Fire! You may wonder how fire could have anything to do with flowers or butterflies, however it can play a large roll in maintaining prairie ecology.
It has been established that Native Americans introduced raging fires to the prairies in Ohio, but the reason varies according to the teller. Whether it was to improve the prairie for grazing of elk and buffalo, aid in the hunt, or to clear the field of vision so no enemy could sneak up on them, prairies were maintained by fire.
Without fire, prairies can succumb to succession. Ohio’s prairies often receive enough rain to allow woody, brushy plants to gain foot hold, leading to eventual forestation. Oak Openings sand barrens serve as good example, without fire these sunny open habitats of the blue lupine flower became overgrown and eventually shade snuffed out the hardy, native lupine. No lupine: no Karner blue butterfly. When fire was re-introduced to the Oaks, the cycle of lupines returned, however it was too late for the Karner blue. This amazing butterfly was once extirpated from Ohio, but has since been released into Kitty Todd. To read the whole story, go here.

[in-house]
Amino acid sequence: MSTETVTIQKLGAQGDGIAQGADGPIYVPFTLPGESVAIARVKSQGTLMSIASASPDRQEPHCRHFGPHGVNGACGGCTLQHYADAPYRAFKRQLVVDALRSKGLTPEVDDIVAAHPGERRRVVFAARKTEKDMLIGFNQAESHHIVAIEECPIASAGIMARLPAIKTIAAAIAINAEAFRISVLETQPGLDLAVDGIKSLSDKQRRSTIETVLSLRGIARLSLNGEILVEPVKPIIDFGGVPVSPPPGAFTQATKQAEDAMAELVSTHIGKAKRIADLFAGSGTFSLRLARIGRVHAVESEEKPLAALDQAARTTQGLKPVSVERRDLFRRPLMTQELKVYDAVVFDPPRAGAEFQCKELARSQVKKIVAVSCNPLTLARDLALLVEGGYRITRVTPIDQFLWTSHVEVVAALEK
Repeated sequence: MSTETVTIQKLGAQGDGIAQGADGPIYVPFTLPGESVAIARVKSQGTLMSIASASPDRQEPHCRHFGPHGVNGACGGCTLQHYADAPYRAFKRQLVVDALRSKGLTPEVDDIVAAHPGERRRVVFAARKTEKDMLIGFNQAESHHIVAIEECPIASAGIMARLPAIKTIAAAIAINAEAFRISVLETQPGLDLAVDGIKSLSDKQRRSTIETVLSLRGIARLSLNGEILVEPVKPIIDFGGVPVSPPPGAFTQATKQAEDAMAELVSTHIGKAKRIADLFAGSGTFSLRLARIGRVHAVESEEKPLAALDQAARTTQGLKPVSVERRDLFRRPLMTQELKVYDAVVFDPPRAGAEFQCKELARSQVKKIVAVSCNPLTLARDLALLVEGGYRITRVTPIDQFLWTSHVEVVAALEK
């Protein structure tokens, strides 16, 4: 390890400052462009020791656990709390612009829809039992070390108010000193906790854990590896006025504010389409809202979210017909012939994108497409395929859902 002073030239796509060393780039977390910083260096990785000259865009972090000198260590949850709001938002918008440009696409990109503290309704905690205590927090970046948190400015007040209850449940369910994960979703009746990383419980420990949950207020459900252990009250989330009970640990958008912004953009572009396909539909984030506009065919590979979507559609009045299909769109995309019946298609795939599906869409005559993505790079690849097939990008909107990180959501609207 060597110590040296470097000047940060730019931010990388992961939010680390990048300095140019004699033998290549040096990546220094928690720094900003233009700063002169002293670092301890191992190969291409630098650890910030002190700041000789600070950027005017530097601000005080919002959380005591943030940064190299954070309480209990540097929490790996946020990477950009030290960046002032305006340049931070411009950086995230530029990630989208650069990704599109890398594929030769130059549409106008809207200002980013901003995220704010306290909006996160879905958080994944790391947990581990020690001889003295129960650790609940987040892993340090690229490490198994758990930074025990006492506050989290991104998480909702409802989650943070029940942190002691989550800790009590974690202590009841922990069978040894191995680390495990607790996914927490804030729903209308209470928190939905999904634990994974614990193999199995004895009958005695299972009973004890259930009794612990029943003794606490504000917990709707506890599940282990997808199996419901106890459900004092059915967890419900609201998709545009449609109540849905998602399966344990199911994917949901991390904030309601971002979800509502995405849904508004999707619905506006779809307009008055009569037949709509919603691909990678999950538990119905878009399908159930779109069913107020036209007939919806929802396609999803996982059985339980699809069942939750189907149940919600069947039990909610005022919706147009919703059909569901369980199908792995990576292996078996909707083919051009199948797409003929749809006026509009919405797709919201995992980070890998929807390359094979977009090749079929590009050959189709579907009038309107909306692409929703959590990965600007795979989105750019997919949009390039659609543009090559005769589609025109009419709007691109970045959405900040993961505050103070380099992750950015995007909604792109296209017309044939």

So a raging wall of fire, sweeping across Ohio’s landscape can be a tool for conservation. (Be sure to check out that video link- it is awesome!) I have longed to see one of these infernos at work, and Guy Denny was kind enough to invite me to his spring blaze. Guy’s 20 acres of prairie at his Knox County home are put to the torch each year, and the crackling fire and scorching heat created a display as awesome as any Fourth of July fireworks. The prairie, burnt into submission, will become canvas to summer’s paint of flowers.
Fire can be an important ecological tool.